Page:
Article 4, Section 1
Taylor v. Briden8 Johns. R. 172 N.Y. 1811
Kent, Ch. J. delivered the opinion of the court. The judgment in Maryland, upon which this suit was brought, was rendered against the defendant as an endorsor of a foreign bill of exchange, and he now contends that he was not chargeable, by reason of the want of due notice of the non-acceptance, and of the non-payment of the bill. Whether notice of the non-acceptance of the bill,. without accompanying that notice with the protest for non-acceptance, was competent, under the law of merchants, to charge the party, is a point which we need not now discuss, as the suit in Maryland was upon the protest for nonpayment, as well as for the non-acceptance; and the nonpayment, if supported by the requisite notice and proof, was sufficient to sustain the action. It has been urged to the court that there was not due diligence in giving notice of non-payment, and that the question of diligence is open here for investigation, notwithstanding the trial and judgment in the other state. But we are by no means satisfied that such an inquiry ought now to be pursued, after the question has been once fairly litigated and decided. The question of reasonable notice is a compound of law and fact, to be submitted to a jury. (6 East, 3. and 14. in notis. 1 Sch. and Lefroy, 461. 1 Campb. 248.) The judgment in Maryland is presumptive evidence of a just demand; and it was incumbent upon the defendant, if he would obstruct the execution of the judgment here, to show, by positive proof, that it was irregularly or unduly obtained. We do not know the whole amount of the evidence that may have been given upon the trial in Maryland. The record contains a deposition, but does not state whether any, or what additional proof was given. To try over again, as of course, every matter of fact which had been duly decided by a competent tribunal, would be disregarding the comity which we justly owe to the courts of other states, and would be carrying the doctrine of re-examination to an oppressive extent. It would be the same as granting a new trial in every case, and upon every question of fact. Suppose a recovery in another state, or in any foreign court, in an action for a tort, as for an assault and battery, false imprisonment, slander, &c. and the defendant was duly summoned and appeared, and made his defence, and the trial was conducted orderly and impartially, according to the rules of a civilized jurisprudence, is every such case to be tried again here upon the merits? I much doubt whether the rule can ever go this length. The general language of the books is, that the defendant must impeach the judgment, by showing, affirmatively, that it was unjust, by being irregularly or unfairly procured.
In the case of Hitchcock and Fitch v. Aickin, (1 Caines, 460,) this court went no further than to decide the general principle, that a judgment of another state was not conclusive, but was to be placed upon the footing of a foreign judgment under the English law. The question then is, how far, and to what extent, do the English courts permit foreign judgments to be opened, to let in a re-examination of the merits.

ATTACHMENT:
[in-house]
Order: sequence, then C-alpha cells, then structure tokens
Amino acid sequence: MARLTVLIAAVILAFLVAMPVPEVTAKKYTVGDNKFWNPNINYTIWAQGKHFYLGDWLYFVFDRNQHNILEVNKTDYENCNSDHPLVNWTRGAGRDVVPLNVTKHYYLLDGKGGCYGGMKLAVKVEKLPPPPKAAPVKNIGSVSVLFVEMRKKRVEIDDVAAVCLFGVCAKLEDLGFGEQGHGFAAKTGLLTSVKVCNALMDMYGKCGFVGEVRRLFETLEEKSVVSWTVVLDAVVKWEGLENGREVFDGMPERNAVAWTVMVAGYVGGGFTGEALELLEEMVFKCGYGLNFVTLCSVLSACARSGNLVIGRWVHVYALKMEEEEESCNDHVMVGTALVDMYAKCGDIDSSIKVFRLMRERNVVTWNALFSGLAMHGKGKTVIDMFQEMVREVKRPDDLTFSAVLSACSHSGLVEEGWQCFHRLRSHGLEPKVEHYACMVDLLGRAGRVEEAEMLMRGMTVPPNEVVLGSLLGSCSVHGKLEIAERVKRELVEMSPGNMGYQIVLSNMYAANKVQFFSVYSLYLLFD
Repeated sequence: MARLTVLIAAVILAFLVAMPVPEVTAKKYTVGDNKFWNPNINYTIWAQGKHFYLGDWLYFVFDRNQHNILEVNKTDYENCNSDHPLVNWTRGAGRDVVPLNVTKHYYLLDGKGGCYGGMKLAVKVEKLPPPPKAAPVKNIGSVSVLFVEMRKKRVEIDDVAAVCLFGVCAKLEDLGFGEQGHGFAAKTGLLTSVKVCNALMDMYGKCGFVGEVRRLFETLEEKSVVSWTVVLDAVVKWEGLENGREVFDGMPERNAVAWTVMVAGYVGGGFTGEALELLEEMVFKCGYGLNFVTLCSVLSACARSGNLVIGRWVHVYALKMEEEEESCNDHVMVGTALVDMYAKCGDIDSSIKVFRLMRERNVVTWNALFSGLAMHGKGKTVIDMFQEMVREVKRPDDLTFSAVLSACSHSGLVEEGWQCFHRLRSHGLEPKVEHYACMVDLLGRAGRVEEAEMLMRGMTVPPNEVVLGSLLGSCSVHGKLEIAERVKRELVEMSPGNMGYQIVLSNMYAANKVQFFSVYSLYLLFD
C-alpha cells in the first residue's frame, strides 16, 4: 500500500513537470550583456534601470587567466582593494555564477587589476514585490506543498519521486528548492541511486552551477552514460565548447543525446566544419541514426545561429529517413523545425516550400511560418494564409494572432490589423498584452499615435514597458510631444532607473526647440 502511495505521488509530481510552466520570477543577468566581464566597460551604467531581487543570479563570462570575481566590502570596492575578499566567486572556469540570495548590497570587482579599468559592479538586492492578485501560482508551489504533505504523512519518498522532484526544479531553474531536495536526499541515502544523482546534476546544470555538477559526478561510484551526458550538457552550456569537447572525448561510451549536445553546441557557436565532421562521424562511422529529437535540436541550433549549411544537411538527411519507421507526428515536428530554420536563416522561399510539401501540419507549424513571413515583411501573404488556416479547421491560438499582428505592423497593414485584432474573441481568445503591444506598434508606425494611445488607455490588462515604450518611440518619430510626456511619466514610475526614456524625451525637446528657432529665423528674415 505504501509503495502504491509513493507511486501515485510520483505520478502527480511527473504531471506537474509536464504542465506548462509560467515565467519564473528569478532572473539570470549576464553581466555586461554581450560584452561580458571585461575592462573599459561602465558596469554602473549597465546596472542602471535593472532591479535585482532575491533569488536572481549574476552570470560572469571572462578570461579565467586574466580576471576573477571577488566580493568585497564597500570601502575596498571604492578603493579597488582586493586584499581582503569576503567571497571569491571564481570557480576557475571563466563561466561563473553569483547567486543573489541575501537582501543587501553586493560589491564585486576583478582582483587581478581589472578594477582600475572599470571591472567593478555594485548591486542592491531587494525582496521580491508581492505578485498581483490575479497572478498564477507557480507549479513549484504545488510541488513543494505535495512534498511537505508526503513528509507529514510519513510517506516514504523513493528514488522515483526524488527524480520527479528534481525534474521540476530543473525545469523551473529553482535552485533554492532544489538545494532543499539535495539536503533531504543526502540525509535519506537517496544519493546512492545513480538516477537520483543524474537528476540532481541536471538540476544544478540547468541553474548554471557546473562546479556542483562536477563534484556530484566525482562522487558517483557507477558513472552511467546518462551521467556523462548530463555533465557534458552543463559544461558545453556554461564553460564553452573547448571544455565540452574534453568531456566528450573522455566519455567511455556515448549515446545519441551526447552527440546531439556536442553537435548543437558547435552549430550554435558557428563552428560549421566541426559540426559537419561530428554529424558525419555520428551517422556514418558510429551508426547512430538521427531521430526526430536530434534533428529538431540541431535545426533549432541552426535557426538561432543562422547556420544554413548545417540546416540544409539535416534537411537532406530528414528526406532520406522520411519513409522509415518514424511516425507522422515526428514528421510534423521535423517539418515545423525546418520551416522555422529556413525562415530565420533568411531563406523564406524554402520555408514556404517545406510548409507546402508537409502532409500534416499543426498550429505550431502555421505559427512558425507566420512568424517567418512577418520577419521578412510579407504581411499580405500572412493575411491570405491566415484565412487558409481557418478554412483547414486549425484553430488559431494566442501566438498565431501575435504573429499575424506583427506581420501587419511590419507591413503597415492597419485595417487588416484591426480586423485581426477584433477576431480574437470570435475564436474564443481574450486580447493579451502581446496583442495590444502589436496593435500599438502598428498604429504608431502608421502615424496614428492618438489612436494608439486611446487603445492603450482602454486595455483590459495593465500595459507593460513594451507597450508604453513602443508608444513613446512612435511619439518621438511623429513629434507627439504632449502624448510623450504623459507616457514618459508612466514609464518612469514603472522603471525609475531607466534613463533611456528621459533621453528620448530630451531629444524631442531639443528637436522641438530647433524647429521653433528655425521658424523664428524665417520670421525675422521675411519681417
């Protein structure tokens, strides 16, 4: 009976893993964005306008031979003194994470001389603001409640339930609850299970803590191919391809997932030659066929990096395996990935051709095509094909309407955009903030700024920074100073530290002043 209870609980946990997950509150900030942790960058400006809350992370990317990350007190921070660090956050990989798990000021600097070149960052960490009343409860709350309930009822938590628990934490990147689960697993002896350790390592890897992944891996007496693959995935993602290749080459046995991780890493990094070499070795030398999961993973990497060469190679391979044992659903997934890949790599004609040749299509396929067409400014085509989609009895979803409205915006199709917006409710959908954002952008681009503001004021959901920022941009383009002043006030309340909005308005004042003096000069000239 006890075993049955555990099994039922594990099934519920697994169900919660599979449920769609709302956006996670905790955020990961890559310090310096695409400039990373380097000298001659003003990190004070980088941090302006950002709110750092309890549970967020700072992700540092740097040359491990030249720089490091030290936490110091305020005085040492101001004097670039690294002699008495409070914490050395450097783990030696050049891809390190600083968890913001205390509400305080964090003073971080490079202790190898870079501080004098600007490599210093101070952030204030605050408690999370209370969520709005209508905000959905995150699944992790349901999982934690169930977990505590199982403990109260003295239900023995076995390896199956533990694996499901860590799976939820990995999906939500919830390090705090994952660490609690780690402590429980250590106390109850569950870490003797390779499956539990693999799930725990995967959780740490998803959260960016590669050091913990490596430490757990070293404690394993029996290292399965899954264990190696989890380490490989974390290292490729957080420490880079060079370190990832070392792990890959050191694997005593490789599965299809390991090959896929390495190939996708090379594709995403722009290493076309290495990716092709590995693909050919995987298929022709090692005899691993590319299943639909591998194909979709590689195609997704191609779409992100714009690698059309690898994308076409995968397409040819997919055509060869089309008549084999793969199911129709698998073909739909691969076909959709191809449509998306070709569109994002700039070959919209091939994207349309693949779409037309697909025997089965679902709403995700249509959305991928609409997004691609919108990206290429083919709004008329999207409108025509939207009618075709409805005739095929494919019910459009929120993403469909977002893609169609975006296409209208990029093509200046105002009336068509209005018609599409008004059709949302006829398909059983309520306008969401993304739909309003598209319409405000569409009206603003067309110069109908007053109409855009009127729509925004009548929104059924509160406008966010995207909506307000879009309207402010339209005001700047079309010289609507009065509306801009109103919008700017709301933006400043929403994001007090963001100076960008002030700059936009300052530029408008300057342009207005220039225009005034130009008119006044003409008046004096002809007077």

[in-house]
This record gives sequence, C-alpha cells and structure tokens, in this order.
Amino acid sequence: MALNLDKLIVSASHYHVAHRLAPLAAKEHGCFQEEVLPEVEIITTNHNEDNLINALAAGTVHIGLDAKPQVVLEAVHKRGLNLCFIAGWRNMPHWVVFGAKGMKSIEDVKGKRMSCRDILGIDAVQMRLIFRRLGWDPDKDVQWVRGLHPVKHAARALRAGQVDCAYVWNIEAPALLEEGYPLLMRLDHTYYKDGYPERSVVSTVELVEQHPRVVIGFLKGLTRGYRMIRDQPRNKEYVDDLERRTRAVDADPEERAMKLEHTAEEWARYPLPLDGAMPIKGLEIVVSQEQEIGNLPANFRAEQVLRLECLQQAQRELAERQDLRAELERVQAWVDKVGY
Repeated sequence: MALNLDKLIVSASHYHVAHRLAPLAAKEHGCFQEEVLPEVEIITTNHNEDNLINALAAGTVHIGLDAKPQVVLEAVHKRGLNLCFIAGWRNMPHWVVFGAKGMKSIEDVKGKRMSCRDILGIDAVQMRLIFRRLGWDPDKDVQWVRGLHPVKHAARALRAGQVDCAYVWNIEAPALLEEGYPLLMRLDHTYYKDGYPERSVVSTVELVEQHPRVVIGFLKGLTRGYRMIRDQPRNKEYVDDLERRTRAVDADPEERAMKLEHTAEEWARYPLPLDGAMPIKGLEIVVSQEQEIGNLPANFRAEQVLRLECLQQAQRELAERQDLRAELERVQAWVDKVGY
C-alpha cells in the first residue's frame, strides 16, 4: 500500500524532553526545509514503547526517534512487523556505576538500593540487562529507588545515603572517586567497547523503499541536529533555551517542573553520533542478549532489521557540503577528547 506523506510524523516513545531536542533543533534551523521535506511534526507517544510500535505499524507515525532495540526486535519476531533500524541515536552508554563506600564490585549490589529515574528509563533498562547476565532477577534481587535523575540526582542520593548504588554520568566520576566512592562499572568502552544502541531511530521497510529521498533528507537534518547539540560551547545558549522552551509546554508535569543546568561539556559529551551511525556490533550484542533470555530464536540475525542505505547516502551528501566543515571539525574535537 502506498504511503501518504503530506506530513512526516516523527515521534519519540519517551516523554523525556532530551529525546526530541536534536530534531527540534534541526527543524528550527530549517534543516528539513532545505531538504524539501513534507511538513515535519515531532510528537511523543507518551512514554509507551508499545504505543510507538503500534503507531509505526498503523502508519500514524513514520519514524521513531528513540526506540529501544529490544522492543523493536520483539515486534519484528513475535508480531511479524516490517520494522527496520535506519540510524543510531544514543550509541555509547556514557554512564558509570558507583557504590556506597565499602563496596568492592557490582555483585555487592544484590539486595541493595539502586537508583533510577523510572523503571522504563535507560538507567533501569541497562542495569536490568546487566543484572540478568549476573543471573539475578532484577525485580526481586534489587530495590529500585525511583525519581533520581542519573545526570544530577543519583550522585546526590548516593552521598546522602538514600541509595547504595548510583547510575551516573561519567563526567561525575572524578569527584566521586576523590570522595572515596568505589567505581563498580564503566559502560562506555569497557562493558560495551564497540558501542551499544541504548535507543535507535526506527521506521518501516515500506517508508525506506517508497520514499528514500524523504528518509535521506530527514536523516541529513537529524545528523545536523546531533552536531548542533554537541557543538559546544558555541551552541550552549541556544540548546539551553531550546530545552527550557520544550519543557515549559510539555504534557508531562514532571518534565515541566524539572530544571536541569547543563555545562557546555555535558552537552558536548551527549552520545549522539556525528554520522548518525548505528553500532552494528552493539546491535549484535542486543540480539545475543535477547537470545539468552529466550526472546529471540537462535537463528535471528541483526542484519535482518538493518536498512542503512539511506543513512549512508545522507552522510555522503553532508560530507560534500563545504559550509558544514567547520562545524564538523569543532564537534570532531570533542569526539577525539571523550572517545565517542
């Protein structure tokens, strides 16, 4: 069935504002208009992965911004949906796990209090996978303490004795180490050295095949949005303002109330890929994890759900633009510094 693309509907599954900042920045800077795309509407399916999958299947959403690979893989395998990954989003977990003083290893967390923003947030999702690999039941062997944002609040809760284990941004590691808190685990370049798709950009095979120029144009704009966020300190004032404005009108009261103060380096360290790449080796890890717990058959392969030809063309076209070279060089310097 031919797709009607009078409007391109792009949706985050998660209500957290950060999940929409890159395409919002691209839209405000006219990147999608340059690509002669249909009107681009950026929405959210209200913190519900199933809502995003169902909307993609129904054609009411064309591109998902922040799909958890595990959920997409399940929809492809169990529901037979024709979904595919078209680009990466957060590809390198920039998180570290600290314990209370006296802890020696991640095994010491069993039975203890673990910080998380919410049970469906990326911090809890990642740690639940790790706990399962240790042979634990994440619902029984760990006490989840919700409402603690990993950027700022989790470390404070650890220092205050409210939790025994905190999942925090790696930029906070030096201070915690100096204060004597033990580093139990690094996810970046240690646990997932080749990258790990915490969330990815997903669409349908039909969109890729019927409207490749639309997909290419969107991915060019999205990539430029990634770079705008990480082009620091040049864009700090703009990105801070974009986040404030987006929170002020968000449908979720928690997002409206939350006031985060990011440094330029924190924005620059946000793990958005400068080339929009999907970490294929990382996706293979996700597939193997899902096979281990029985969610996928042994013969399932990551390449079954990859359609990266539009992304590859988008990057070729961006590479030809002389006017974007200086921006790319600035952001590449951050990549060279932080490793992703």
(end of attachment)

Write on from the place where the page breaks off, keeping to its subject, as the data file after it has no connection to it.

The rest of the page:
The case of Sinclair v. Fraser, contains the rule of the English courts. It was decided by the House of Lords, on the 4th of March, 1771, upon an appeal from the Court of Sessions in Scotland. (Cited by Mr. Wedderburne, the solicitorgeneral, in the case of the Duchess of Kingston, 11 State Tr. 222.) A suit was brought upon a judgment in Jamaica; and the question was, what should be the effect of the judgment; and the Court of Sessions refused to give any effect to it, and held the party bound to prove the ground, the nature and the extent of his demand. But upon appeal to the House of Lords, the judgment of the Court of Sessions was reversed, and the rule of law was stated in the judgment of reversal; "that the judgment of the court of Jamaica ought to be received, as evidence, prima facie, of the debt; and that it lies on the defendant to impeach the justice of it, or to show that it was irregularly and unduly obtained." This decision was cited in Galbraith v. Neville, (K. B. 25 Geo. III. Doug. Rep. 3d edit. p. 5. note,) and Mr. Justice Buller said, that it had always been considered as establishing the true rule.
In the present case, the defendant has certainly not succeeded in impeaching the judgment. He has, at most, only excited doubts, under the obscure, and, perhaps, very imperfect testimony before us, as to the fact of due diligence in giving notice of the protest for non-payment. And when the party has once litigated his case, before a competent jurisdiction, and when no fraud or unfairness is pretended, every doubt and every presumption arising on a matter in pais ought to be turned against him. We may, with propriety, adopt the observation of Lord Kenyon, in the case of Galbraith v. Neville, as stated in a note to 5 East, 475, that "without entering into the question how far a foreign judgment was impeachable, it was, at all events, clear, that it was prima facie evidence of the debt, and that no evidence had been adduced to impeach this." The motion on the part of the defendant, for a new trial, is therefore denied.
The Founders' Constitution
Volume 4, Article 4, Section 1, Document 9
The University of Chicago Press
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